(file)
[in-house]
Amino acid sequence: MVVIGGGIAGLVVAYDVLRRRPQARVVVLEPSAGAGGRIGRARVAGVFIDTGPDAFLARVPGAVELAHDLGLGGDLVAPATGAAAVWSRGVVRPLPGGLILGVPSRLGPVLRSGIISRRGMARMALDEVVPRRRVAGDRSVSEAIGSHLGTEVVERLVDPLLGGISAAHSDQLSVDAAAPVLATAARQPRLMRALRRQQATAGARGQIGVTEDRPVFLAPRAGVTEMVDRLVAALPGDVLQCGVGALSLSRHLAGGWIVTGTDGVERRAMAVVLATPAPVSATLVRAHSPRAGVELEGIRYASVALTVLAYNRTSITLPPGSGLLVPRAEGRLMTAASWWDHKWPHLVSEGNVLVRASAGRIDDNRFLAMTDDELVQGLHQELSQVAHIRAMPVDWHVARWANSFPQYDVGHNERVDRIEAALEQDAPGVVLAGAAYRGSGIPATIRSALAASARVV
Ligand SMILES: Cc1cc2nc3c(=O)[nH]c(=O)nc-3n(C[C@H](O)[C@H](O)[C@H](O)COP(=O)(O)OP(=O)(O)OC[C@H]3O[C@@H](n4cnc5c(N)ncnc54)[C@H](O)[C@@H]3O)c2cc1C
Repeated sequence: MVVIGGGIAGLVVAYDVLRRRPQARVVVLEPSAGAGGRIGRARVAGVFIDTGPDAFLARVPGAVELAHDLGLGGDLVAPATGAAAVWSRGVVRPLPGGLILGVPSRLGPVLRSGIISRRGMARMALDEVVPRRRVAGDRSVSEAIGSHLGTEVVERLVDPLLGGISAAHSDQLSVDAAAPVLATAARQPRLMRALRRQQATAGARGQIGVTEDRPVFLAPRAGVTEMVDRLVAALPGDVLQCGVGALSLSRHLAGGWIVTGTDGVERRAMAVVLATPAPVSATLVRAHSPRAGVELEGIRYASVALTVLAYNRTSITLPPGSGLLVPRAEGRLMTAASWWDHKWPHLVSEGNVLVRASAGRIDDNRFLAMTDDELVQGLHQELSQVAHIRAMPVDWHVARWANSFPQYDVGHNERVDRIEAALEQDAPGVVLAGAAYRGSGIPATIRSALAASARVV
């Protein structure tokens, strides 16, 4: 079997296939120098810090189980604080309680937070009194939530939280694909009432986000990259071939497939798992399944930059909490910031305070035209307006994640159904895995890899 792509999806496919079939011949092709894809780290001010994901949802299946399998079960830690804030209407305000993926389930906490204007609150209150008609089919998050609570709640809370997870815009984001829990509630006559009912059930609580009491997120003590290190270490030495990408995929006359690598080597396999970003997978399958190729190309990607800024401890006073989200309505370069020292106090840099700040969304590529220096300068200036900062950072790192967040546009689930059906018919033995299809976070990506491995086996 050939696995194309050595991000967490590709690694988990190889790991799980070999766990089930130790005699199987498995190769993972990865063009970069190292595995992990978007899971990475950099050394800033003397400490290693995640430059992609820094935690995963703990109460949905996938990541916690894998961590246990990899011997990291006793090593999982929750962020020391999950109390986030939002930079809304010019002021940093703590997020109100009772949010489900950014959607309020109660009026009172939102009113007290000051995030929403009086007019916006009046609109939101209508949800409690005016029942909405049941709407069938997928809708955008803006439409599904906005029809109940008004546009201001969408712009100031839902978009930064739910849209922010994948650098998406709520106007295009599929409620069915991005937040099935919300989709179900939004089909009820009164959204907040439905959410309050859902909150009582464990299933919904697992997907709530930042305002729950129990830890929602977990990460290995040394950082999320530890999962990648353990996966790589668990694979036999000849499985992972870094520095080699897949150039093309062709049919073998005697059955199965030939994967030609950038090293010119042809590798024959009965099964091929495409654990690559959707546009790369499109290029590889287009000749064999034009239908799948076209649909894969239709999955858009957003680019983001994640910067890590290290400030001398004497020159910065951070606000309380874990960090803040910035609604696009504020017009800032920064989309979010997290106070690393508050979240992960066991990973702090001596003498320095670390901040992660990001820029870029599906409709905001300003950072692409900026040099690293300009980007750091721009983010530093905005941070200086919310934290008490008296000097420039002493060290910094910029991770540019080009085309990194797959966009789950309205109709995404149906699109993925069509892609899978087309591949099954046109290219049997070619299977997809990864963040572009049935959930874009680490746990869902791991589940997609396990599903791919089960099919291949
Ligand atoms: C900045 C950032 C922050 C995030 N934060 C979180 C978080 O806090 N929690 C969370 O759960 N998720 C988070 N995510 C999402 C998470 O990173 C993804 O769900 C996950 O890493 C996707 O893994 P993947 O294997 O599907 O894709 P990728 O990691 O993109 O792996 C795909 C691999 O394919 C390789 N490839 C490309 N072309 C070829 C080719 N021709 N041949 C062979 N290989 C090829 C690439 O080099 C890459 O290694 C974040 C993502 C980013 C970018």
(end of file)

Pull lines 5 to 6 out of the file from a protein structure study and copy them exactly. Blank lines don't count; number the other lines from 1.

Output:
């Protein structure tokens, strides 16, 4: 079997296939120098810090189980604080309680937070009194939530939280694909009432986000990259071939497939798992399944930059909490910031305070035209307006994640159904895995890899 792509999806496919079939011949092709894809780290001010994901949802299946399998079960830690804030209407305000993926389930906490204007609150209150008609089919998050609570709640809370997870815009984001829990509630006559009912059930609580009491997120003590290190270490030495990408995929006359690598080597396999970003997978399958190729190309990607800024401890006073989200309505370069020292106090840099700040969304590529220096300068200036900062950072790192967040546009689930059906018919033995299809976070990506491995086996 050939696995194309050595991000967490590709690694988990190889790991799980070999766990089930130790005699199987498995190769993972990865063009970069190292595995992990978007899971990475950099050394800033003397400490290693995640430059992609820094935690995963703990109460949905996938990541916690894998961590246990990899011997990291006793090593999982929750962020020391999950109390986030939002930079809304010019002021940093703590997020109100009772949010489900950014959607309020109660009026009172939102009113007290000051995030929403009086007019916006009046609109939101209508949800409690005016029942909405049941709407069938997928809708955008803006439409599904906005029809109940008004546009201001969408712009100031839902978009930064739910849209922010994948650098998406709520106007295009599929409620069915991005937040099935919300989709179900939004089909009820009164959204907040439905959410309050859902909150009582464990299933919904697992997907709530930042305002729950129990830890929602977990990460290995040394950082999320530890999962990648353990996966790589668990694979036999000849499985992972870094520095080699897949150039093309062709049919073998005697059955199965030939994967030609950038090293010119042809590798024959009965099964091929495409654990690559959707546009790369499109290029590889287009000749064999034009239908799948076209649909894969239709999955858009957003680019983001994640910067890590290290400030001398004497020159910065951070606000309380874990960090803040910035609604696009504020017009800032920064989309979010997290106070690393508050979240992960066991990973702090001596003498320095670390901040992660990001820029870029599906409709905001300003950072692409900026040099690293300009980007750091721009983010530093905005941070200086919310934290008490008296000097420039002493060290910094910029991770540019080009085309990194797959966009789950309205109709995404149906699109993925069509892609899978087309591949099954046109290219049997070619299977997809990864963040572009049935959930874009680490746990869902791991589940997609396990599903791919089960099919291949
Ligand atoms: C900045 C950032 C922050 C995030 N934060 C979180 C978080 O806090 N929690 C969370 O759960 N998720 C988070 N995510 C999402 C998470 O990173 C993804 O769900 C996950 O890493 C996707 O893994 P993947 O294997 O599907 O894709 P990728 O990691 O993109 O792996 C795909 C691999 O394919 C390789 N490839 C490309 N072309 C070829 C080719 N021709 N041949 C062979 N290989 C090829 C690439 O080099 C890459 O290694 C974040 C993502 C980013 C970018």